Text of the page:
The competencies of employees are an essential factor in the production or service delivery process of organizations. However, the same organizations that cherish this premise have eaten humble pies where incompetent employees get their way through promotions and pay increases.
This can happen in any organisation due to a number of reasons.
Unclear Promotion Provisions
A cursory examination of HR Policies and Procedures Manuals of some organizations shows that provisions for internal promotion of employees are not clearly spelled out. Existing provisions give lots of room to subjective elements such as years of working, one’s community, age, minorities etc, which are oblivious to competency.
Sometimes promotion of employees to the next job group is begged on the date of entry into the organization or acquisition of further academic or professional qualifications without linking to work performance. Organizations should review current provisions of employee promotions out of which specific guidelines can be developed to seal loopholes in making promotion decisions.
Weak Performance Management Systems
Although organizations have installed elaborate performance management systems, their outcomes have been reduced to end of year rituals for determining salary adjustments. The systems could generate information that discriminates between competent and incompetent employees but it is ignored in assessing suitability for promotion.
Some managers who appraise staff competencies have not had any training on performance management. Neither have employees appreciated the assessment factors in the appraisal system. To reap from the benefits of strong employee performance systems, organizations should train both the managers (appraisers) and employees on work performance appraisals.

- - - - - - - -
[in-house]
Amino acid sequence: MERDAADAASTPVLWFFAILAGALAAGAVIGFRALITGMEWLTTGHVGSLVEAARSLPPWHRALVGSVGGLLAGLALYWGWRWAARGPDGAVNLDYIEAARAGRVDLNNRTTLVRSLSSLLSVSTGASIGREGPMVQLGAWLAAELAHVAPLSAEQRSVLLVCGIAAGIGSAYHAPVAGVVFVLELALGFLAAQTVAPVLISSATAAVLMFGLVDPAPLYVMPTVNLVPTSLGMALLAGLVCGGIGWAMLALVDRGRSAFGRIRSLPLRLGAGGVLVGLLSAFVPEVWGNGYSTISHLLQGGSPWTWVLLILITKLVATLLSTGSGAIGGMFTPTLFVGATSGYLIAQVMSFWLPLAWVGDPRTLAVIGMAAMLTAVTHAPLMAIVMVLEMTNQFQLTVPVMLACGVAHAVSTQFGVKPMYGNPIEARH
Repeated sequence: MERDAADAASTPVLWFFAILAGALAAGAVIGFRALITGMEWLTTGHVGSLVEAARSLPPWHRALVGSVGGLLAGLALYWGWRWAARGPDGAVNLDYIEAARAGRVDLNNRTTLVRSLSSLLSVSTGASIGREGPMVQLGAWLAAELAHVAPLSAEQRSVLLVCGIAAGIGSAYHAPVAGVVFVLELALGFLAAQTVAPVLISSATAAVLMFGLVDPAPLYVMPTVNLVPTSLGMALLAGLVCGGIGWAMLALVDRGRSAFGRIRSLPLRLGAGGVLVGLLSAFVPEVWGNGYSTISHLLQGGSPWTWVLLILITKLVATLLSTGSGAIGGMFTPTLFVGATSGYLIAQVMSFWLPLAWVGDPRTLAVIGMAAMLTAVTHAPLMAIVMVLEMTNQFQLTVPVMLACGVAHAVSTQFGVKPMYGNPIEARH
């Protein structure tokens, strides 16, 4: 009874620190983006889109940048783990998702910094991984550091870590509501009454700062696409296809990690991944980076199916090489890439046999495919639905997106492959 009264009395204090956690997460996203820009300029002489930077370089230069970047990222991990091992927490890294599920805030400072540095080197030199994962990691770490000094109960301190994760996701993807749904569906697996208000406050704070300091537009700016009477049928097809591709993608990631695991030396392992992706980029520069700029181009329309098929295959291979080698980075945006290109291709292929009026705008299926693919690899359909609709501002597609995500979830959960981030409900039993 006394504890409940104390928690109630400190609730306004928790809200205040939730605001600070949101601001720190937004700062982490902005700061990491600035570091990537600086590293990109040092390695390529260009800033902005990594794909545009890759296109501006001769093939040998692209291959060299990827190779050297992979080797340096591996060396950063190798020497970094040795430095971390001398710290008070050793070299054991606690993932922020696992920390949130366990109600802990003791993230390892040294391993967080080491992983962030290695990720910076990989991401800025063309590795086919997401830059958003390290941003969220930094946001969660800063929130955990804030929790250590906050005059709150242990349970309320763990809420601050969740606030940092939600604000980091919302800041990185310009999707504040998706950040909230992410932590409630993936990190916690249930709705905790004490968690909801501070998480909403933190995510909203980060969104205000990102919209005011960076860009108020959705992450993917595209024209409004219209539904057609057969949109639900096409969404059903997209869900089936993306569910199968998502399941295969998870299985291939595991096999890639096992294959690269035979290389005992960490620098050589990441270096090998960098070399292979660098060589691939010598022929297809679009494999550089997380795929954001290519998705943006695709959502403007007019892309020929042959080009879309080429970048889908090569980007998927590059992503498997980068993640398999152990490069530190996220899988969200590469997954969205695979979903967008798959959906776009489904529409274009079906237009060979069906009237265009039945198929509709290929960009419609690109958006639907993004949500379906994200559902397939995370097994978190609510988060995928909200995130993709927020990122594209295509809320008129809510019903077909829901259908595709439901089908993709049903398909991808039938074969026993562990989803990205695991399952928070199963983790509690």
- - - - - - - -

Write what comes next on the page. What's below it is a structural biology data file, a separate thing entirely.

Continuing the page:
Ineffective Succession Plans
Despite well documented succession plans, many organizations make eleventh hour opposite decisions on succession matters. Competent candidates are sidelined in favour of less qualified ones at the whims of reactive management and supervisory teams.
Candidates for internal employee promotions should be lined up from at least three employees with excellent work achievement track records. Progressive organization offer training to employees that prepares them for roles of the next jobs in their career progression plans. Out of the pool of trained and star employees organizations would minimize the chances of landing poor performers in undeserving promotions.
Compromised Interviewing Panels
The scramble for limited promotional jobs sometimes lead potential candidates to be involved in unethical behaviour such as obtaining interview questions from known interviewing panel members. The same members also unashamedly seek for kick backs to influence interview outcomes.
Besides being trained and briefed on the interviewing process, panel members should be required to declare in writing any conflict of interest in the pending interview. Senior management should be at liberty to impose disciplinary measures to any members who breach the conflict of interest declaration.
Restoration of Community Imbalance
Historical community imbalances for jobs at the low, middle and top levels of the working structures in some organizations continue to haunt them. Employees who were promoted to fill a community quota continue to rise in the ranks regardless of their ability to deliver services. To compound the situation, attempts to restore any actual or perceived community imbalance is usually met with resistance that affects organizational productivity.
Organizations that have employment or promotion quotas should restrict them to legible competent employees. Those that do not appreciate the hidden consequences of the quota system will have nobody to blame except themselves.
The godfather syndrome has existed in economic circles from time immemorial to pacify the owners of the means of production. In modern times it is fuelled by board members, senior management or “who is who” in society to create loyal employees with nothing to show in work achievements.
Although it is difficult to kill the godfather syndrome, time is ripe for employees without godfathers to say enough is enough and undertake veiled or loud protests. In India when an incompetent employee is promoted the rest of staff stage a go-slow that cannot be ignored by management.
Samson Osero, HRD Consultant, email@example.com